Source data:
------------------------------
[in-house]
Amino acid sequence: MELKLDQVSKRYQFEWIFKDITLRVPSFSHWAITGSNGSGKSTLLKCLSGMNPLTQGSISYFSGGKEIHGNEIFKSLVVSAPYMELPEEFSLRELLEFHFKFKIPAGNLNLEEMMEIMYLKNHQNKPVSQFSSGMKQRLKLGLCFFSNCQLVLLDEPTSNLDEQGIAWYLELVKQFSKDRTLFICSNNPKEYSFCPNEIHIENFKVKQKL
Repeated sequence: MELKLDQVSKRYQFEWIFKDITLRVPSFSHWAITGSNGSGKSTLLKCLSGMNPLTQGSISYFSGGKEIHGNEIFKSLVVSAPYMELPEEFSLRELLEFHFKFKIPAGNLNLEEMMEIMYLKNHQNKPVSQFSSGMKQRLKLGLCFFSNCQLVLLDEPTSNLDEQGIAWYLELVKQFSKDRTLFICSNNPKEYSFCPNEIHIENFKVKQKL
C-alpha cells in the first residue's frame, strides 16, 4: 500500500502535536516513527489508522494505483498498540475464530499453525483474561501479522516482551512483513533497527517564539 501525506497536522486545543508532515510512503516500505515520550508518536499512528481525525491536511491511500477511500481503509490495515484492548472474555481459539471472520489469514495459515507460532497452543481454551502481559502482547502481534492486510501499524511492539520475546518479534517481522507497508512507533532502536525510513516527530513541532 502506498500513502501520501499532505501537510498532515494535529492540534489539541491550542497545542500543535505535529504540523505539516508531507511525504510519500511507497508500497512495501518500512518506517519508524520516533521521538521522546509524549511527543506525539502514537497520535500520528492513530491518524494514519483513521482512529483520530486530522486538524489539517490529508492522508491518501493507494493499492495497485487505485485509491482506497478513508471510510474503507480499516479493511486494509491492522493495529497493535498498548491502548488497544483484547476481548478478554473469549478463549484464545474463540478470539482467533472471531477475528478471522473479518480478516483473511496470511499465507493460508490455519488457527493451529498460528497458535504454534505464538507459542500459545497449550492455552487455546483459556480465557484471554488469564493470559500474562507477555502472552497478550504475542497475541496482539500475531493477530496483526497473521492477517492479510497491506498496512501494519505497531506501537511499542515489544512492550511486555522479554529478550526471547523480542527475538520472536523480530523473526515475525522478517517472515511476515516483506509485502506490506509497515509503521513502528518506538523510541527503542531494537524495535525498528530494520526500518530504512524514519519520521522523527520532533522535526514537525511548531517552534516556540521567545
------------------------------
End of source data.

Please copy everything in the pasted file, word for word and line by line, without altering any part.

[in-house]
Amino acid sequence: MELKLDQVSKRYQFEWIFKDITLRVPSFSHWAITGSNGSGKSTLLKCLSGMNPLTQGSISYFSGGKEIHGNEIFKSLVVSAPYMELPEEFSLRELLEFHFKFKIPAGNLNLEEMMEIMYLKNHQNKPVSQFSSGMKQRLKLGLCFFSNCQLVLLDEPTSNLDEQGIAWYLELVKQFSKDRTLFICSNNPKEYSFCPNEIHIENFKVKQKL
Repeated sequence: MELKLDQVSKRYQFEWIFKDITLRVPSFSHWAITGSNGSGKSTLLKCLSGMNPLTQGSISYFSGGKEIHGNEIFKSLVVSAPYMELPEEFSLRELLEFHFKFKIPAGNLNLEEMMEIMYLKNHQNKPVSQFSSGMKQRLKLGLCFFSNCQLVLLDEPTSNLDEQGIAWYLELVKQFSKDRTLFICSNNPKEYSFCPNEIHIENFKVKQKL
C-alpha cells in the first residue's frame, strides 16, 4: 500500500502535536516513527489508522494505483498498540475464530499453525483474561501479522516482551512483513533497527517564539 501525506497536522486545543508532515510512503516500505515520550508518536499512528481525525491536511491511500477511500481503509490495515484492548472474555481459539471472520489469514495459515507460532497452543481454551502481559502482547502481534492486510501499524511492539520475546518479534517481522507497508512507533532502536525510513516527530513541532 502506498500513502501520501499532505501537510498532515494535529492540534489539541491550542497545542500543535505535529504540523505539516508531507511525504510519500511507497508500497512495501518500512518506517519508524520516533521521538521522546509524549511527543506525539502514537497520535500520528492513530491518524494514519483513521482512529483520530486530522486538524489539517490529508492522508491518501493507494493499492495497485487505485485509491482506497478513508471510510474503507480499516479493511486494509491492522493495529497493535498498548491502548488497544483484547476481548478478554473469549478463549484464545474463540478470539482467533472471531477475528478471522473479518480478516483473511496470511499465507493460508490455519488457527493451529498460528497458535504454534505464538507459542500459545497449550492455552487455546483459556480465557484471554488469564493470559500474562507477555502472552497478550504475542497475541496482539500475531493477530496483526497473521492477517492479510497491506498496512501494519505497531506501537511499542515489544512492550511486555522479554529478550526471547523480542527475538520472536523480530523473526515475525522478517517472515511476515516483506509485502506490506509497515509503521513502528518506538523510541527503542531494537524495535525498528530494520526500518530504512524514519519520521522523527520532533522535526514537525511548531517552534516556540521567545